The Republicans desperately need a new generation to step up, challenge Donald Trump for the party nomination, and craft a new party agenda.
The odds are decent that Republicans will capture the House in November and the Senate remains in play. Even if they prevail, however, they won’t gain veto-proof majorities necessary to significantly alter the path of public policy before the next presidential election.
With the Senate they could hold up many of President Joe Biden’s more woke judicial and administrative appointments, but he already has much of what he needs to pursue an expansion of the administrative state.
The Federal Reserve will slow the economy to moderate inflation. Likely a soft landing—only two quarters of negative growth without a big surge in unemployment—or a recession—two quarters of negative growth with unemployment reaching about 5%—and then a rebound.
Stagflation—lethargic growth, the paradox of falling real wages with a nonplus overall jobs market and inflation above 4%—is likely.
Labor markets in many activities will remain tight because the skill mix of the labor force does not match well with the postpandemic economy.
Those won’t happen without the United States breaking the Russian embargo of Black Sea ports with naval convoys and some kind of military confrontation that forces Russian President Vladimir Putin to sue for peace.
All of that is in the hands of the president—not the Congress—and Americans have little appetite for risking war with Russia.
The GOP will bloviate about inflation and the president’s energy policies, but boosting U.S. oil and gas
production by perhaps 10% would add 1.5 million barrels a day to global supplies. That’s not enough to compensate for the West losing access to Russian production.
Beyond Republican orthodoxy
The answer lies in prudently planning more growth in wind, solar and electric vehicle production. And reassuring oil companies they can invest—without vengeance from Washington—to meet demand from internal combustion engines, which will remain substantial until the end of the 2030s, and the needs of the petrochemical and other industries that use petroleum as raw material.
Articulating such a policy ballet is beyond the capacity of conservatives and congressional Republicans that see tax cuts and deregulation as the answers to virtually all problems the way a four-year-old does a hammer to a nail.
The Supreme Court has made abortion the big social issue of the day. Homelessness and crime in big cities and woke teachers’ unions and school boards altering public-school standards and curriculum are fundamentally local issues. Those won’t be solved without giving doctrinaire progressives the boot in liberal states and cities.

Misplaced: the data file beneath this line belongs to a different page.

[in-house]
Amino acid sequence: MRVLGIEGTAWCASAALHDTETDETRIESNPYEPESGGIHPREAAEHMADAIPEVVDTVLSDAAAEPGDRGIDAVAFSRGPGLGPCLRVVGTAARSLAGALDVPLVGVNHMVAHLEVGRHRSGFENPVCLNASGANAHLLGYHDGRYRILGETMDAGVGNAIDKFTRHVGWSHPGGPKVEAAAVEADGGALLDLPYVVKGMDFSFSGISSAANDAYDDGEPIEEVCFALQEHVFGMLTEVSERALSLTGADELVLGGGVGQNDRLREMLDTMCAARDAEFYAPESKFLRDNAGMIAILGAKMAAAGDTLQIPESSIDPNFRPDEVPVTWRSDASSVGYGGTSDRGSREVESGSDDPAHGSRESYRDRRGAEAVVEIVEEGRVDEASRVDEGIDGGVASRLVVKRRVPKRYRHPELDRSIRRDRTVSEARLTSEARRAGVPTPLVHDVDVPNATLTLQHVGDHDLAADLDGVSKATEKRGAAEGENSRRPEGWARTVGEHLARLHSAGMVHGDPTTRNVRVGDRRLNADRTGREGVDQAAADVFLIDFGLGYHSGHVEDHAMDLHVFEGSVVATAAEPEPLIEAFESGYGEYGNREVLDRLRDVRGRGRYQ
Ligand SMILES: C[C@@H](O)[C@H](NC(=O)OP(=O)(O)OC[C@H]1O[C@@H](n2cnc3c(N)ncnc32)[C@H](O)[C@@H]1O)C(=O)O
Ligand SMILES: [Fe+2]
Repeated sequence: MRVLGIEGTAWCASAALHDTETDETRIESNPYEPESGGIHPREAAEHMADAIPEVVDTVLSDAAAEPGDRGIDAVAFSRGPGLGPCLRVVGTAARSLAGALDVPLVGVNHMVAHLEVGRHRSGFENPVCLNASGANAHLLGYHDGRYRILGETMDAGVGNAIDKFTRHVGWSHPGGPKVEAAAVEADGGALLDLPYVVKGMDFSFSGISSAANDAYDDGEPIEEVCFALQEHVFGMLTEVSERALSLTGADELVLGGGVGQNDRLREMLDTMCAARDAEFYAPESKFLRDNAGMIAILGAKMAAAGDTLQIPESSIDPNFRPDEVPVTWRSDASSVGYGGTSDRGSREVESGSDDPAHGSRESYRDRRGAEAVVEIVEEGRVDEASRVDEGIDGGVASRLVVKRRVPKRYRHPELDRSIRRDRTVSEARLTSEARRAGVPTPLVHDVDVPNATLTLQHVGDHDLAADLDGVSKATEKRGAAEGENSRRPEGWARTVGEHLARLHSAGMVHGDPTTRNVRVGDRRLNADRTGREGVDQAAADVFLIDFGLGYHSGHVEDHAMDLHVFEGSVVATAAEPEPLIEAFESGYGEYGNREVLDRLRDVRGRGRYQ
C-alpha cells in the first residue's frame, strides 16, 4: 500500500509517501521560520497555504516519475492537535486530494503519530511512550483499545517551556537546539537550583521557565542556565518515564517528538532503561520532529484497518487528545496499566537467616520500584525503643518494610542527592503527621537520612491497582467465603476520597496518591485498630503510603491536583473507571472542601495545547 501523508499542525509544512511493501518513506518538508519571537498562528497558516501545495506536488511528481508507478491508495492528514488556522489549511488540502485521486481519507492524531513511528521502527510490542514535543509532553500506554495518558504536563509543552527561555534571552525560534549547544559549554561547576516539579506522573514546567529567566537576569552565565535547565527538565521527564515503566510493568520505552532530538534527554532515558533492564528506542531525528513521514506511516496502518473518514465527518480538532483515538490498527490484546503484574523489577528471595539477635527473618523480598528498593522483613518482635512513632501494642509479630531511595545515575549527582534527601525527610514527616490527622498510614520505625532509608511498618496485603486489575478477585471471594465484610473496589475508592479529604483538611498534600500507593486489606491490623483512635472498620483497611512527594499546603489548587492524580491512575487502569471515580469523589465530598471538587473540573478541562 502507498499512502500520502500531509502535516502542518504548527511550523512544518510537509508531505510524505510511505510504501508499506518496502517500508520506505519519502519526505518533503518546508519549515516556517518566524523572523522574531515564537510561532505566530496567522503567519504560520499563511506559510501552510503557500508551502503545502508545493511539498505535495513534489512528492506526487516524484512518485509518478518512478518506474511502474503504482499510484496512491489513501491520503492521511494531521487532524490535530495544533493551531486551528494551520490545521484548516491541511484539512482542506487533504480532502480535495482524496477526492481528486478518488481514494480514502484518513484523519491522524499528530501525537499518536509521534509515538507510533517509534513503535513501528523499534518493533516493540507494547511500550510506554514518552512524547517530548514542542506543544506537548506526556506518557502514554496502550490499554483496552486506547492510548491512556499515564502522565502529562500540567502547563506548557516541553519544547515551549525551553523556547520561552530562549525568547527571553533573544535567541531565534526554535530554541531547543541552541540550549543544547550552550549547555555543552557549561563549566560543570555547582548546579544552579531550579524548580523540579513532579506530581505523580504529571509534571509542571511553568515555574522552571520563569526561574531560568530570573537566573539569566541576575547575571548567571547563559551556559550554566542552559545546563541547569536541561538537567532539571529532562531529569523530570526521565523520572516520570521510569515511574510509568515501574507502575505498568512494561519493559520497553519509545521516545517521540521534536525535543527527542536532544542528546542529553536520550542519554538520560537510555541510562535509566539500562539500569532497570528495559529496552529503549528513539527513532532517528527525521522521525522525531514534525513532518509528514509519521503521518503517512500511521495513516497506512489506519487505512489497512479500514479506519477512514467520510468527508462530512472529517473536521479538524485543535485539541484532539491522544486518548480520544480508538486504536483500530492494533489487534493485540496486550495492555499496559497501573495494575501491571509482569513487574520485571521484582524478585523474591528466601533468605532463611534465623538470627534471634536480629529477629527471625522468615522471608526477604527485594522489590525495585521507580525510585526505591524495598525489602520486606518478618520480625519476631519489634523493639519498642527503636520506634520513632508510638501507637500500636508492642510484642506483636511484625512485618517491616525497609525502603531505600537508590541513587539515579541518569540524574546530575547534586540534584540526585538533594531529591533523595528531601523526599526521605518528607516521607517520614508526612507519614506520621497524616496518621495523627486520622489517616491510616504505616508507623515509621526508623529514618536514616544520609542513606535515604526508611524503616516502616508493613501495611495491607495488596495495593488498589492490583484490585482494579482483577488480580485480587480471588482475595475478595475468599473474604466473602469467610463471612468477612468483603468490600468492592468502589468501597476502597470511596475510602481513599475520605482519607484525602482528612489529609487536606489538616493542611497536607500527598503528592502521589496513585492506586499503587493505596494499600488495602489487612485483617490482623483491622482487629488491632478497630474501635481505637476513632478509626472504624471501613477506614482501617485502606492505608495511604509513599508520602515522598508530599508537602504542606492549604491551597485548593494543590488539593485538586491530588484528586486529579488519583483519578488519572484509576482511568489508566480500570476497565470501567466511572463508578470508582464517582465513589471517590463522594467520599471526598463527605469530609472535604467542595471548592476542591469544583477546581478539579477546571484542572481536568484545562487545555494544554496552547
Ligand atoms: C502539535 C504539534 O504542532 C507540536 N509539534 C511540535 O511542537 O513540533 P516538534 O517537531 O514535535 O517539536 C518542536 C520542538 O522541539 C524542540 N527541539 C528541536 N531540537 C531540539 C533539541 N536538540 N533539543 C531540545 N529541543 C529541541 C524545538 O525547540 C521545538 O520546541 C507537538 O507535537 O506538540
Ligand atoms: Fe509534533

Abortion policy will sort chaotically and leave the poorest women in rural locations with the fewest choices.
Liberal states will have laws that are too promiscuous—some permitting abortions in the third trimester. Conservative states will prohibit abortion altogether, save incest, rape and threats to the health of the mother, or to none after six weeks.
Local bans will inspire illicit medical abortions with drugs moving across state lines, and pro-abortion groups and businesses financing women to travel from places like Utah to California.
The radical left and mainstream media did a good job of scaring women that repealing Roe would be the end of most of their rights—look outside, it isn’t so.
One thing hasn’t changed over the last five decades—about 50% of registered voters polled by Gallop consistently say abortion should be legal but only under certain circumstances—significantly more than those who would prohibit abortion or permit it unregulated.
The sane compromise would be a federal law setting the limit at about 15 weeks, but that would face tough opposition from the hard left in the Democratic Party and hard right among Republicans.
Pragmatic middle ground
Republicans need a national leader to step forward to articulate pragmatic solutions and win over public opinion by campaigning for the presidency with specific ideas that occupy the middle ground.
President Trump could manage to get nominated but the revelations of the Jan. 6 Committee make it unlikely he could be elected. He could hardly be expected to provide the diplomacy in Europe necessary to unite NATO and resolve the crisis in Ukraine or solve great social issues.
It’s high time for Govs. Kristi Noem and Ron DeSantis, former Gov Nikki Haley, Sen. Mitt Romney and several other qualified Republicans to challenge Donald Trump—and for the nation to embrace a new age of tolerance and compromise.
Peter Morici is an economist and emeritus business professor at the University of Maryland, and a national columnist.